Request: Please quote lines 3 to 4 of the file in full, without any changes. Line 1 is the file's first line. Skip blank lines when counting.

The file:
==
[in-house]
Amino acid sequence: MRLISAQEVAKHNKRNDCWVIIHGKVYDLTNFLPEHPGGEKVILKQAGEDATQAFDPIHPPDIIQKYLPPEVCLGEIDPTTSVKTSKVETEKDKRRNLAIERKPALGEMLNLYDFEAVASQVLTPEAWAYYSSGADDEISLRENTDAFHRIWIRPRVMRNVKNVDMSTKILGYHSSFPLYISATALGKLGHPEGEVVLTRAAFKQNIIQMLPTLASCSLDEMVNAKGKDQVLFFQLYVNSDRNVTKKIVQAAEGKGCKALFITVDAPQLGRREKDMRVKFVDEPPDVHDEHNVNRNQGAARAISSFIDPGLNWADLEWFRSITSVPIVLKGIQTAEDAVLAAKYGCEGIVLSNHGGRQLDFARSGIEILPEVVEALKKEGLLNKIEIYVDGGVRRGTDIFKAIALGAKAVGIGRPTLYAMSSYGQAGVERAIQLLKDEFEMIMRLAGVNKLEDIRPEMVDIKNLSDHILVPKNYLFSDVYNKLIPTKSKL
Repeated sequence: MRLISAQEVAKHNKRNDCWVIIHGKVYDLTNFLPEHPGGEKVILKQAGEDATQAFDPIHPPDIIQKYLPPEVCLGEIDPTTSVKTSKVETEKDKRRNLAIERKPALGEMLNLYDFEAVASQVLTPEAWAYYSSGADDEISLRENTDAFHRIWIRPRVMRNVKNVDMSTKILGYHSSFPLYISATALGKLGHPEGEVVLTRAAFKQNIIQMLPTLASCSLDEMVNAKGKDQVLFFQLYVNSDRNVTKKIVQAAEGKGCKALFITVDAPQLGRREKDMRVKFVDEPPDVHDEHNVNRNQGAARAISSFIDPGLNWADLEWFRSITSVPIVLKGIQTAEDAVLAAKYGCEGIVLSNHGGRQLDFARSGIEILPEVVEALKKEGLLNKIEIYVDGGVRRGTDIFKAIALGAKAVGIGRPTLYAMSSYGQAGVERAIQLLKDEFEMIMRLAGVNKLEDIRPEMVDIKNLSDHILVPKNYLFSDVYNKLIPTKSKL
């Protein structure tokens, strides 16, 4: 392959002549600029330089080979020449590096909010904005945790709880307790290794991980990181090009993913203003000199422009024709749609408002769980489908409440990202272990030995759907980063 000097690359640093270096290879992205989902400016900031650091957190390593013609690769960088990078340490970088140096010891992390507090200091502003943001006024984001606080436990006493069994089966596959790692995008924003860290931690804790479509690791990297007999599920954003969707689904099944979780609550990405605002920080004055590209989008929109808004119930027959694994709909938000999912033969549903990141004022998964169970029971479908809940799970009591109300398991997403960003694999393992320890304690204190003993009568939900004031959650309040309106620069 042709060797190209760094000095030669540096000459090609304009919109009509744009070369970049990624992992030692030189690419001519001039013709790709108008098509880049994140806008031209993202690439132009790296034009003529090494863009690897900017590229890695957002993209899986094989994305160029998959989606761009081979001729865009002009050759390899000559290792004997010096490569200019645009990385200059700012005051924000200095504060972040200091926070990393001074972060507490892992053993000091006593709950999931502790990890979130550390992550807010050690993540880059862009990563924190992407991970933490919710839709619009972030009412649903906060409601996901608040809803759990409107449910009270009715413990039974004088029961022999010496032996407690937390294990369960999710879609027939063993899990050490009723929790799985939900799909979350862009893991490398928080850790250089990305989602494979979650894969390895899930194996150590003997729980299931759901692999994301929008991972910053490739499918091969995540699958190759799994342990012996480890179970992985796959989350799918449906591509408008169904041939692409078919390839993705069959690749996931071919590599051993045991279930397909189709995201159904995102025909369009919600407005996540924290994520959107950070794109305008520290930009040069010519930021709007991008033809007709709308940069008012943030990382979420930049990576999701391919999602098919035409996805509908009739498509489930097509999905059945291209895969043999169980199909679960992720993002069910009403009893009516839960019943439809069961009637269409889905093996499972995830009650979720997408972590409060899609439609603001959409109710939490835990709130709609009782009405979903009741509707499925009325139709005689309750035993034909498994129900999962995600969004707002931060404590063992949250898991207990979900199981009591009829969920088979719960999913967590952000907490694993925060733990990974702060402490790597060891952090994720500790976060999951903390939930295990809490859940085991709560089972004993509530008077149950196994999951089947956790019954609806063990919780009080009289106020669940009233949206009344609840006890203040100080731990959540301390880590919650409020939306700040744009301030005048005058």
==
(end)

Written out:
Repeated sequence: MRLISAQEVAKHNKRNDCWVIIHGKVYDLTNFLPEHPGGEKVILKQAGEDATQAFDPIHPPDIIQKYLPPEVCLGEIDPTTSVKTSKVETEKDKRRNLAIERKPALGEMLNLYDFEAVASQVLTPEAWAYYSSGADDEISLRENTDAFHRIWIRPRVMRNVKNVDMSTKILGYHSSFPLYISATALGKLGHPEGEVVLTRAAFKQNIIQMLPTLASCSLDEMVNAKGKDQVLFFQLYVNSDRNVTKKIVQAAEGKGCKALFITVDAPQLGRREKDMRVKFVDEPPDVHDEHNVNRNQGAARAISSFIDPGLNWADLEWFRSITSVPIVLKGIQTAEDAVLAAKYGCEGIVLSNHGGRQLDFARSGIEILPEVVEALKKEGLLNKIEIYVDGGVRRGTDIFKAIALGAKAVGIGRPTLYAMSSYGQAGVERAIQLLKDEFEMIMRLAGVNKLEDIRPEMVDIKNLSDHILVPKNYLFSDVYNKLIPTKSKL
């Protein structure tokens, strides 16, 4: 392959002549600029330089080979020449590096909010904005945790709880307790290794991980990181090009993913203003000199422009024709749609408002769980489908409440990202272990030995759907980063 000097690359640093270096290879992205989902400016900031650091957190390593013609690769960088990078340490970088140096010891992390507090200091502003943001006024984001606080436990006493069994089966596959790692995008924003860290931690804790479509690791990297007999599920954003969707689904099944979780609550990405605002920080004055590209989008929109808004119930027959694994709909938000999912033969549903990141004022998964169970029971479908809940799970009591109300398991997403960003694999393992320890304690204190003993009568939900004031959650309040309106620069 042709060797190209760094000095030669540096000459090609304009919109009509744009070369970049990624992992030692030189690419001519001039013709790709108008098509880049994140806008031209993202690439132009790296034009003529090494863009690897900017590229890695957002993209899986094989994305160029998959989606761009081979001729865009002009050759390899000559290792004997010096490569200019645009990385200059700012005051924000200095504060972040200091926070990393001074972060507490892992053993000091006593709950999931502790990890979130550390992550807010050690993540880059862009990563924190992407991970933490919710839709619009972030009412649903906060409601996901608040809803759990409107449910009270009715413990039974004088029961022999010496032996407690937390294990369960999710879609027939063993899990050490009723929790799985939900799909979350862009893991490398928080850790250089990305989602494979979650894969390895899930194996150590003997729980299931759901692999994301929008991972910053490739499918091969995540699958190759799994342990012996480890179970992985796959989350799918449906591509408008169904041939692409078919390839993705069959690749996931071919590599051993045991279930397909189709995201159904995102025909369009919600407005996540924290994520959107950070794109305008520290930009040069010519930021709007991008033809007709709308940069008012943030990382979420930049990576999701391919999602098919035409996805509908009739498509489930097509999905059945291209895969043999169980199909679960992720993002069910009403009893009516839960019943439809069961009637269409889905093996499972995830009650979720997408972590409060899609439609603001959409109710939490835990709130709609009782009405979903009741509707499925009325139709005689309750035993034909498994129900999962995600969004707002931060404590063992949250898991207990979900199981009591009829969920088979719960999913967590952000907490694993925060733990990974702060402490790597060891952090994720500790976060999951903390939930295990809490859940085991709560089972004993509530008077149950196994999951089947956790019954609806063990919780009080009289106020669940009233949206009344609840006890203040100080731990959540301390880590919650409020939306700040744009301030005048005058």